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ACCC slashes mobile, SMS prices

The ACCC has issued a draft decision outlining the prices that mobile network operators will charge each other and fixed-line network operators for receiving calls and SMS.
Written by Aimee Chanthadavong, Contributor

Prices that mobile network operators and fixed-line network operators currently charge each other for receiving calls and SMS could be slashed by nearly half.

Under a draft decision, the Australian Competition and Consumer Commissioner (ACCC) has proposed that prices of termination calls on Australian mobile networks should be 1.61 cents per minute, instead of the current rate of 3.6 cents per minute.

The ACCC has also proposed, for the first time, that the price for an Australian mobile network to receive an SMS should be 0.03 cents per SMS. The ACCC said this price is well below current commercial rates.

ACCC commissioner Cristina Cifuentes said the proposed rates are based on benchmarking the cost of the same services overseas.

"While Australian mobile network operators are transitioning to 4G technology and have announced plans to roll out voice-over-4G technology, voice over LTE, later this year, the take-up of this technology and the effect upon the costs of terminating calls on Australian mobile networks is currently uncertain," she said.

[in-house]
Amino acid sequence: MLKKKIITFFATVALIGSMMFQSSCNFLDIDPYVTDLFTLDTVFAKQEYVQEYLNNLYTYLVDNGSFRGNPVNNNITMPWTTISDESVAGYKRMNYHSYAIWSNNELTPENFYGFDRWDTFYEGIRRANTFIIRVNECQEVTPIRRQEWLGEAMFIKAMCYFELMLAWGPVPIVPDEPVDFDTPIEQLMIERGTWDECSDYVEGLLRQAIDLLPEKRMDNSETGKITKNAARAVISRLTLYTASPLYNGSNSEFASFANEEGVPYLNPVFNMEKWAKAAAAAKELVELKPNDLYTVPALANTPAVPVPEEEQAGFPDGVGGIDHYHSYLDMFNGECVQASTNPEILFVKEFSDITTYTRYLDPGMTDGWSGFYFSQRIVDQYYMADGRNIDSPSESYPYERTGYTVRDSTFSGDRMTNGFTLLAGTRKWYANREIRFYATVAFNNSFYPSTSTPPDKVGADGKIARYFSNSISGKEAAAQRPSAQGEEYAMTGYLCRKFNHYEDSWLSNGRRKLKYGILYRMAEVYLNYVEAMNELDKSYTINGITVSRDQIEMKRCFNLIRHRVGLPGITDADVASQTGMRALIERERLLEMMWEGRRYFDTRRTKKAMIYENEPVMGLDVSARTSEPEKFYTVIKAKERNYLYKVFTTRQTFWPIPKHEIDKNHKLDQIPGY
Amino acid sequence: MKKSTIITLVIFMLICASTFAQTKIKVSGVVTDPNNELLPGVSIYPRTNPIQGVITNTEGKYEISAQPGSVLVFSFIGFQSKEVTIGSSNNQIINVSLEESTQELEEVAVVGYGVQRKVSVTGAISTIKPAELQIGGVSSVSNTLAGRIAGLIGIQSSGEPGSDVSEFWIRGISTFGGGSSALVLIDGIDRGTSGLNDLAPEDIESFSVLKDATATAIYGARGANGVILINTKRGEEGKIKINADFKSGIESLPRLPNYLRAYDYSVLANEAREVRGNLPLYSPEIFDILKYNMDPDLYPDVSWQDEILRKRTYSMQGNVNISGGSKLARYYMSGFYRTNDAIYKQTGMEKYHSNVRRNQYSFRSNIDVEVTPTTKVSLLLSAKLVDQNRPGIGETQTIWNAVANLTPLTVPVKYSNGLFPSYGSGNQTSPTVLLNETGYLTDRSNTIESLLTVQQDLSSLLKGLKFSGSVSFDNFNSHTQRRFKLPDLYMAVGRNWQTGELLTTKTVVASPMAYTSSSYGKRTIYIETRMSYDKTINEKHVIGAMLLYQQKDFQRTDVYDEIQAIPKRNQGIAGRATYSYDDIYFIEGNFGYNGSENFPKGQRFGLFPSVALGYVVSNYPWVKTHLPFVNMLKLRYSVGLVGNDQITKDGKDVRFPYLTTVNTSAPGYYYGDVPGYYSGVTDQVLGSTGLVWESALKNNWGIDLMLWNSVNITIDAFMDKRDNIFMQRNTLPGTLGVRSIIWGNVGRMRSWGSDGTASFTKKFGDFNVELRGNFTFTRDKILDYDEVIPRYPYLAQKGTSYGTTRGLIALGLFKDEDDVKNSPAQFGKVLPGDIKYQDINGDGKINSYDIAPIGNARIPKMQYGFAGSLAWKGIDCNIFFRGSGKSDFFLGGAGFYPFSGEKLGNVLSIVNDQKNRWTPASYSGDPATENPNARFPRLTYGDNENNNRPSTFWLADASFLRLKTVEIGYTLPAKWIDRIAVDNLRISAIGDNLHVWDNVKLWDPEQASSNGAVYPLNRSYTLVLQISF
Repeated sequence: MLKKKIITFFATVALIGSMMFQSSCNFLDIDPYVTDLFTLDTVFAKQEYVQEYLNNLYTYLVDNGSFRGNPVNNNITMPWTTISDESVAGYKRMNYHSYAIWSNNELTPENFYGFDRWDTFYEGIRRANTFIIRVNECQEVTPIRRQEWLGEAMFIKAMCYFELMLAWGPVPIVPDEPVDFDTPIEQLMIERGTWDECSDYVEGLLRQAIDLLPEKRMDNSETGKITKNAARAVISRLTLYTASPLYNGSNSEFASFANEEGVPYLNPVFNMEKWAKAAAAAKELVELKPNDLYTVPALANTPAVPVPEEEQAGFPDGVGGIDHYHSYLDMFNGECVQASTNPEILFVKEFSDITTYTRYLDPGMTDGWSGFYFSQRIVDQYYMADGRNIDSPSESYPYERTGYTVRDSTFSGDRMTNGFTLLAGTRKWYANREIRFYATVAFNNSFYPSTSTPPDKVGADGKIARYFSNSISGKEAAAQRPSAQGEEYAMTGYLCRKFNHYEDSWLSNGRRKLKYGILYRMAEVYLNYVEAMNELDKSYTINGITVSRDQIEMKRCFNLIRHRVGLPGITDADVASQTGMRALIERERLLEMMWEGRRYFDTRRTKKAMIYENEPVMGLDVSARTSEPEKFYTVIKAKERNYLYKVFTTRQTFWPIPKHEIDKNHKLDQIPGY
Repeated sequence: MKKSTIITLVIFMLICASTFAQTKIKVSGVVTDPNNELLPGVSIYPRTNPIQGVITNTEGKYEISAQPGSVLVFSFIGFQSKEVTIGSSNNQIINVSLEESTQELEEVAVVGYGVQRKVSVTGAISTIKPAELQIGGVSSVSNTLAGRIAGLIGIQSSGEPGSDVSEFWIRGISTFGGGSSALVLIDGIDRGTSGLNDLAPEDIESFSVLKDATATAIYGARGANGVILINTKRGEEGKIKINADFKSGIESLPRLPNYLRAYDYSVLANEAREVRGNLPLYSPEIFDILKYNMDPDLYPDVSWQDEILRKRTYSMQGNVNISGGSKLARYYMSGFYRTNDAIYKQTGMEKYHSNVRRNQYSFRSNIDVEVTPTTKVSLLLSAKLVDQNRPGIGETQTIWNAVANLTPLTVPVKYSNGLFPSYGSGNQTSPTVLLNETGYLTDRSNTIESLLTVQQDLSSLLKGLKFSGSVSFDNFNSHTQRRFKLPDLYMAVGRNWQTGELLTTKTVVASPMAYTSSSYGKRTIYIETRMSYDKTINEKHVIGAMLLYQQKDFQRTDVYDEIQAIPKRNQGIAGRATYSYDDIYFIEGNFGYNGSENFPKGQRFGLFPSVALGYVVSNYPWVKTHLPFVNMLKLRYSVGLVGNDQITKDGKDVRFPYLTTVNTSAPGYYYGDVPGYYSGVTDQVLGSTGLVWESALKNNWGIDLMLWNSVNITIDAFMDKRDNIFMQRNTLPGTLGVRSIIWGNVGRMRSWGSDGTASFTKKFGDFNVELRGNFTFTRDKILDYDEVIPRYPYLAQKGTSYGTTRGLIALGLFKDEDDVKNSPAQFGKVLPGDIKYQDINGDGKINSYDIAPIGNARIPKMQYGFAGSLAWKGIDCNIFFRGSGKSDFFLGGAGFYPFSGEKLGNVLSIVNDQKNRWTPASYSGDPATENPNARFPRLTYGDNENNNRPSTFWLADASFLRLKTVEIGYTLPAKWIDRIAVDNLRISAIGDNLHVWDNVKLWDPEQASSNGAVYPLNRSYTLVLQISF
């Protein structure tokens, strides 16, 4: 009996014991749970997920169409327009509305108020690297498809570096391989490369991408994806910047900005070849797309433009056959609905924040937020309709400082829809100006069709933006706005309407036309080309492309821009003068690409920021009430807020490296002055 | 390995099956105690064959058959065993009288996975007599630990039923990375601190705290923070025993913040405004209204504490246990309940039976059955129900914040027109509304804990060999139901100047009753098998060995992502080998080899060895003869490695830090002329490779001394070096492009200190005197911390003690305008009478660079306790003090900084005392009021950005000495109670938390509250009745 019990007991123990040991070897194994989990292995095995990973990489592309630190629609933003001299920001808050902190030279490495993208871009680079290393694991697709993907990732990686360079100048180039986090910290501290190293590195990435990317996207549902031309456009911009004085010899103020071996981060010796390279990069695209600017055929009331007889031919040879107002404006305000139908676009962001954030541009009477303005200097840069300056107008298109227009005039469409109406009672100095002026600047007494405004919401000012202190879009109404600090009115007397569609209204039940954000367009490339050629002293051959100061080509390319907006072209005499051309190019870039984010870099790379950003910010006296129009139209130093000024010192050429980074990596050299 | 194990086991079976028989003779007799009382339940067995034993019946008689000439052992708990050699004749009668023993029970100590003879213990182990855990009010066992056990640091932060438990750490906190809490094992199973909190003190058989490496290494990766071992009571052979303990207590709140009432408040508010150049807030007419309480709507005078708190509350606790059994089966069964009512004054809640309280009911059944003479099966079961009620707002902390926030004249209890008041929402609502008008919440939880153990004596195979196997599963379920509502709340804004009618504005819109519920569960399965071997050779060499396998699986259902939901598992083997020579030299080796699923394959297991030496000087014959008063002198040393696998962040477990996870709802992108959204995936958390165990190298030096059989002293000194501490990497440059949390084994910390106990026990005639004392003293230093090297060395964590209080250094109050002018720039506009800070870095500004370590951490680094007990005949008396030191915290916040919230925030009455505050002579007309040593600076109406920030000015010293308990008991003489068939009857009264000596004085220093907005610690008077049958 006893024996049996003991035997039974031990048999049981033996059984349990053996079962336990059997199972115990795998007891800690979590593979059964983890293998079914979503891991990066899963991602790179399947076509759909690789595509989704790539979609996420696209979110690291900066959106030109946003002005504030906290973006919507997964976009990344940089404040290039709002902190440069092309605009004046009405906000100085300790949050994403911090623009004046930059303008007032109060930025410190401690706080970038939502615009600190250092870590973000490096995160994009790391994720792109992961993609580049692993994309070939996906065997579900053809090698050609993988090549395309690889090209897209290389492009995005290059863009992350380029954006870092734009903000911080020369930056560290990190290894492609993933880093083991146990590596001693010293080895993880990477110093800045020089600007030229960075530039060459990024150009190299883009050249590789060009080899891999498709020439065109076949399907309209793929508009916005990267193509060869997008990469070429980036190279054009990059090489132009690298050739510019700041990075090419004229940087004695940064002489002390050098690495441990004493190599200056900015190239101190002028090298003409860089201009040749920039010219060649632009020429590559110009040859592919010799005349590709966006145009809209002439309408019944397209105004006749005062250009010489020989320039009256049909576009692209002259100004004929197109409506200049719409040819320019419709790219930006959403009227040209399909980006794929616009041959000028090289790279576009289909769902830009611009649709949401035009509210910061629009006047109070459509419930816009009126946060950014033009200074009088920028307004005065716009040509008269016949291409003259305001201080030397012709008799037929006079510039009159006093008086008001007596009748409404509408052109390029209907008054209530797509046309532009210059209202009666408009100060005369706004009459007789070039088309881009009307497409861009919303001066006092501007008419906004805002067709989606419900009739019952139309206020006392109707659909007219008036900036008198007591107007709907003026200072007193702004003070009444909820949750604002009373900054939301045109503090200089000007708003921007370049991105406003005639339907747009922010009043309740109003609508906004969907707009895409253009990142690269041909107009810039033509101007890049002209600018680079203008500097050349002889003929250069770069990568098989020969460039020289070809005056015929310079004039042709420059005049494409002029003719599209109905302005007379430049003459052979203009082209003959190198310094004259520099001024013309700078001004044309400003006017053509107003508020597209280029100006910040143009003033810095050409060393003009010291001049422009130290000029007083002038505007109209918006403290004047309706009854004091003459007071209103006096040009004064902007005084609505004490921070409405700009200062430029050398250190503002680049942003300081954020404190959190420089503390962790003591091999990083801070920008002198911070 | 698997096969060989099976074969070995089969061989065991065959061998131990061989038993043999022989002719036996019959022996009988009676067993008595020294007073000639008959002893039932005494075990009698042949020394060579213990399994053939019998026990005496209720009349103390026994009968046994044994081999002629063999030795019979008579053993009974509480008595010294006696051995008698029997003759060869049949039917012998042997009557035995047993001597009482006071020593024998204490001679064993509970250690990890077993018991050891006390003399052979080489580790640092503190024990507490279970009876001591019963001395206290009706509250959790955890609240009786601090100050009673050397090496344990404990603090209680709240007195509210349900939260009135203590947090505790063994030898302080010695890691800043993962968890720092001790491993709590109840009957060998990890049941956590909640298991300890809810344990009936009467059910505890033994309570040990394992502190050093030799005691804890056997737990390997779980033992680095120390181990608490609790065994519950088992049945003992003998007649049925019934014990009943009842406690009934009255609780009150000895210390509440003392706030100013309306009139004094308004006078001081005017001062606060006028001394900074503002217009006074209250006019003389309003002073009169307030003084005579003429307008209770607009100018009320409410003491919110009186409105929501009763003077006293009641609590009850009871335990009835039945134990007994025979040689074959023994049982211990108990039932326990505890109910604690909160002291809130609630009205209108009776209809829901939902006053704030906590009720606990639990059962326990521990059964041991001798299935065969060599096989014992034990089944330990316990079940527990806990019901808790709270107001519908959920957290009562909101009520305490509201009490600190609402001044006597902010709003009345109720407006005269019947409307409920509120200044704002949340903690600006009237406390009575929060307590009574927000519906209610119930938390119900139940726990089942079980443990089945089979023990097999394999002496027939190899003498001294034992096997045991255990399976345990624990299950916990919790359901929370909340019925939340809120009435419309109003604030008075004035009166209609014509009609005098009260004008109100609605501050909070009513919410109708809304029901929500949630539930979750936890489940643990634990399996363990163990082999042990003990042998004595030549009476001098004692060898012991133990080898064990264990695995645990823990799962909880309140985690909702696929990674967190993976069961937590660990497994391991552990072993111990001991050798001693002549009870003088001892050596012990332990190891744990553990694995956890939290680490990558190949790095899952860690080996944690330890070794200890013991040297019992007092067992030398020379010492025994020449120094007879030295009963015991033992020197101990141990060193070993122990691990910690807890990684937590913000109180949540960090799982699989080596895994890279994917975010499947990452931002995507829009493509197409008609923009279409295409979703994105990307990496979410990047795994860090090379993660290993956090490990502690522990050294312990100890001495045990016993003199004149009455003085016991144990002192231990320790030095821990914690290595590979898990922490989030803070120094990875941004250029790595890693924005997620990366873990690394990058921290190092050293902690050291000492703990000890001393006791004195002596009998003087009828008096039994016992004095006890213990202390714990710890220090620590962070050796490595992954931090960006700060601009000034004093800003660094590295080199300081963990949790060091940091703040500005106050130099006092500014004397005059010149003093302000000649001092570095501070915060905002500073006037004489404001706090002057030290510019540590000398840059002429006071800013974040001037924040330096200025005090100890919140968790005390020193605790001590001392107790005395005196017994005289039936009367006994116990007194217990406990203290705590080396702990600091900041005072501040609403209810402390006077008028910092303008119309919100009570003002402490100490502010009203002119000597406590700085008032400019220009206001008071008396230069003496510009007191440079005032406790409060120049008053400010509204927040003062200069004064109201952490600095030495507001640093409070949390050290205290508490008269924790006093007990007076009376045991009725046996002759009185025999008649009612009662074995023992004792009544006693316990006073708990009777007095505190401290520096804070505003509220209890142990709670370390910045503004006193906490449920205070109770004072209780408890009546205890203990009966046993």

"Until voice-over-4G technology is rolled out, it is appropriate to reflect the costs of terminating calls and SMS messages using the predominant mobile technology in Australia."

Although the ACCC has suggested that the savings will be passed onto consumers, the telcos have argued in the past that call and SMS rates are often offered as unlimited services on plans.

The draft decision is part of an ACCC inquiry examining non-price terms, including commercial and operation matters, such as billing and notification, general dispute resolution processes, and some ordering and provisioning processes for certain regulated services.

In March, the ACCC ruled that non-price terms for regulated services, including proposed connection charges for fixed-line services, would not be applicable to Telstra. The ACCC claimed that Telstra has the ability to manage its own external contracts.

The ACCC warned that should the draft decision be adopted, it plans to cut Telstra's pricing across seven fixed-line wholesale services by 0.7 percent, which should see a decline in real terms for retailers of 12 percent over the next four years.

The ACCC has proposed the draft rules to take effect from January 1, 2016, to June 30, 2019, and expects the final decision on mobile termination prices to be released in July 2015, following considering submissions on the draft report.

The proposal is in addition to the ACCC's ongoing consultation on the primary prices for fixed-line services. The ACCC has had to delay the draft decision on these services.

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